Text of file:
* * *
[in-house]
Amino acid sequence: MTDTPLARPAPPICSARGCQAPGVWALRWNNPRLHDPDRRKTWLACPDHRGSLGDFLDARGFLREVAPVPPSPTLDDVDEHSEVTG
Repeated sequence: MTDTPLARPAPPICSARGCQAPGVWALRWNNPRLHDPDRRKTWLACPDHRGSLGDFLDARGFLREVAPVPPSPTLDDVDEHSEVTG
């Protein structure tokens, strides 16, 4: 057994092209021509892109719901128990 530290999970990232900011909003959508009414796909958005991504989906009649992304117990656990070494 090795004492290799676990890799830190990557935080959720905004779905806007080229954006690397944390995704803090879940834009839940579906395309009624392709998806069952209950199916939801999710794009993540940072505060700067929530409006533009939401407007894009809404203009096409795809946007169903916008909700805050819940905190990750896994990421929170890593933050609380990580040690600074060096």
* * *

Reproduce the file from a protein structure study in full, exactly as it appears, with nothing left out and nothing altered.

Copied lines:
[in-house]
Amino acid sequence: MTDTPLARPAPPICSARGCQAPGVWALRWNNPRLHDPDRRKTWLACPDHRGSLGDFLDARGFLREVAPVPPSPTLDDVDEHSEVTG
Repeated sequence: MTDTPLARPAPPICSARGCQAPGVWALRWNNPRLHDPDRRKTWLACPDHRGSLGDFLDARGFLREVAPVPPSPTLDDVDEHSEVTG
């Protein structure tokens, strides 16, 4: 057994092209021509892109719901128990 530290999970990232900011909003959508009414796909958005991504989906009649992304117990656990070494 090795004492290799676990890799830190990557935080959720905004779905806007080229954006690397944390995704803090879940834009839940579906395309009624392709998806069952209950199916939801999710794009993540940072505060700067929530409006533009939401407007894009809404203009096409795809946007169903916008909700805050819940905190990750896994990421929170890593933050609380990580040690600074060096």